Seaview Cemetery Block 15 Plot 289 & 290

Elizabeth Hannah Jellyman was born 19 March 1858 in Stoke to Ann and Enoch. Henry and Ann married 21 June 1877 at the Wesley Church, Stoke. Henry, the fifth son of Richard, and Elizabeth, the fourth daughter of Ann and Enoch, both of Stoke.

Henry and Elizabeth had 12 children. Elizabeth died 1 May 1924 aged 66 and Henry died 7 November 1929 aged 77.

The children who were officially registered3 were:

  • Wilfred Henry born 1878
  • Francis William born 1879
  • Percy Enoch born 1880 and  married in 1908 to Annie McCormack and probably remarried in 1918 to Elsie Olive Scott (although this may have been the son).
  • Francis Richard born 1882 and married in 1927 to Violet Ann Thompson.
  • Raynor Ashton born 1883 and married in 1918 to Francis Mary Bashford.
  • Hilda Mary [May] born 1887 and married in 1913 to George Vincent Dee.
  • Myrtle Ruby born 1889
  • Cyril Victor born 1892 and married in 1911 to Kathleen Burke
  • Allen Lee born 1893
  • Bertie Louis born 1896 and married in 1921 to Ruby Grace Ricketts.
  • Hector Keith born 1903 and married in 1921 to Pearl Albmena.
Thomas and Agnes Ching nee Jellyman4

Seaview Cemetery Block 15, Plot 296

Agnes Charlotte Jellyman, daughter of Enoch and Ann Jellyman was born 22 July 1864, had her schooling at Stoke School and by 1895 she was organist at the Stoke Wesleyan Methodist Church. Agnes married Thomas Ching 12 April 1893, who was described as a farmer.

Thomas, or Tom, was born 16 October 1867 and died 10 September 1948.  Tom was initially a farmer probably in the Stoke area, then an orchardist in Chings Road, Lower Moutere. The couple returned to Stoke when they retired from the orchard where Agnes died aged 73, 6 June 1938. Tom survived her by another 10 years. They had no children.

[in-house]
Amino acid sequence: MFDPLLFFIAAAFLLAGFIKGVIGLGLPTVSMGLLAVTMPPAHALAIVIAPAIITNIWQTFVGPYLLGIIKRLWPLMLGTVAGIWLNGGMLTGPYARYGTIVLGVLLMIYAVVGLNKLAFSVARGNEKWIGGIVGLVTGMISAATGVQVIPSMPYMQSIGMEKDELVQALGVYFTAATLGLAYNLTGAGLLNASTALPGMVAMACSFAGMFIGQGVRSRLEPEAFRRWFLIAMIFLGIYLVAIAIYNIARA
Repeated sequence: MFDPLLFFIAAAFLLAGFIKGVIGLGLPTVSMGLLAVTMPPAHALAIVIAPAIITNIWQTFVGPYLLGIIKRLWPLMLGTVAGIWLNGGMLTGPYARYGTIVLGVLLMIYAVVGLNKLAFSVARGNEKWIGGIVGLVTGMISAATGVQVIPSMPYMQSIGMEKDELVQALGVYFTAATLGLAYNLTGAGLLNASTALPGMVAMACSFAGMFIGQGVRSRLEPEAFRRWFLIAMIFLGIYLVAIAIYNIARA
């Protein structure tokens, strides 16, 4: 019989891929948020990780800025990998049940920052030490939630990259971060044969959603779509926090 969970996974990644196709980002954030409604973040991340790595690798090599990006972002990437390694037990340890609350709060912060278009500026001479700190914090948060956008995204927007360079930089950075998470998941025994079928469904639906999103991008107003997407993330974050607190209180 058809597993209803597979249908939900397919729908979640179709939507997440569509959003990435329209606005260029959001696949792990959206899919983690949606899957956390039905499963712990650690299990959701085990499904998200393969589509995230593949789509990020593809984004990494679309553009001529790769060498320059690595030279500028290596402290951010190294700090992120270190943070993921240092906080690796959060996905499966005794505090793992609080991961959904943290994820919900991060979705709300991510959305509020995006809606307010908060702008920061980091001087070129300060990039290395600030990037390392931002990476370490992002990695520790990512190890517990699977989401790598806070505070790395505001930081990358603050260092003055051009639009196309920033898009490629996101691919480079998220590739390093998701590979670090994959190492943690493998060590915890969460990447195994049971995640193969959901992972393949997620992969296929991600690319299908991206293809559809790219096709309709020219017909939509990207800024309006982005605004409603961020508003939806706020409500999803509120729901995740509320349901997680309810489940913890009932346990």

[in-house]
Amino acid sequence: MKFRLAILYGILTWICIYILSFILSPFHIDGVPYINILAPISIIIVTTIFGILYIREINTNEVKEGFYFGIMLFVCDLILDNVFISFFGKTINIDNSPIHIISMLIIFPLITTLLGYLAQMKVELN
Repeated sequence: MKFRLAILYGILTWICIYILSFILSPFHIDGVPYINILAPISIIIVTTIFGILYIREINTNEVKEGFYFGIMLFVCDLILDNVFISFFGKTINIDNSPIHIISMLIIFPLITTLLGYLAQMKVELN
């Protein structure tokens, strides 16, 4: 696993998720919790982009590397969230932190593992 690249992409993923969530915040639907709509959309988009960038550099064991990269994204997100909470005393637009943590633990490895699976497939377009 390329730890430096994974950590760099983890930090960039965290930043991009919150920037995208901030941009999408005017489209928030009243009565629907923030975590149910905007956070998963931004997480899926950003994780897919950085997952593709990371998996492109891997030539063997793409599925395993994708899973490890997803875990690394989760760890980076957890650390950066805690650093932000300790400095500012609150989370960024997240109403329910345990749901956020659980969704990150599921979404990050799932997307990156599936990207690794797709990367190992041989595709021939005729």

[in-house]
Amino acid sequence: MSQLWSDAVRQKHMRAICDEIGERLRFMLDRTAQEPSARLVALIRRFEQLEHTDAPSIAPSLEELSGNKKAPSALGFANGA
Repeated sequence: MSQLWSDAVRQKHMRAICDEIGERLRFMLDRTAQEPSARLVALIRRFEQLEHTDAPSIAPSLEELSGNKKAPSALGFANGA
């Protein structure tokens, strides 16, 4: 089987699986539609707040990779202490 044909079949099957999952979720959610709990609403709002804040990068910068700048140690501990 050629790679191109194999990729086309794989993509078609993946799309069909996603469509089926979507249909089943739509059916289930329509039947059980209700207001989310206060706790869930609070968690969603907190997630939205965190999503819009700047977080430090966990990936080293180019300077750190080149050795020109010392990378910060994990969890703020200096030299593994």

2017 (updated 2021)

Sources used in this story

  1. Scrivner, J. (2012) Ching and Chisnall families. The Prow.
  2. Birth, death and marriage records. DIA:
  3. Birth, death and marriage records. DIA
  4. Lomath P. & Flanagan, D. (2014) Coaley to Stoke and Beyond: The Jellymans [Upper Hutt] : [D.P. Lomath]

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  • From Taranaki Herald, Volume LXI, Issue 144115, 9 June 1913 it would seem a different Richard Ching married Elizabeth Ballard in 1899 The text of that article reads:
    Last night Mr. Richard Ching, one of the earliest settlers in Opunake, passed suddenly away. Mrs. Ching, with one of the children, had gone to church; the other was talking to her father, who was lying on a couch in the sitting room. After a time the child looked round and saw her father dead. Mr. Ching arrived in the colony in the early sixties. After a time on the Otago goldfields he got to the West Coast and started a store with his brother. Then making for Canterbury, he was for a time at Dunsendel. Then with Mr. J. Stitt he opened a store at Opunake. When the Native lands were first opened for settlement he took up a block of 600 acres, where he farmed sheep for many years. Of late he has been living quietly in New Plymouth. Mr. Ching was a typical Devonshire man. He married, rather late in life, the, relict of T. E. Ballard, of the Postal Department, who was the second daughter of Mr. James J. Elwin. By her he leaves two daughters.

    Posted by Jeff Thomas, 12/11/2018 9:53am (5 years ago)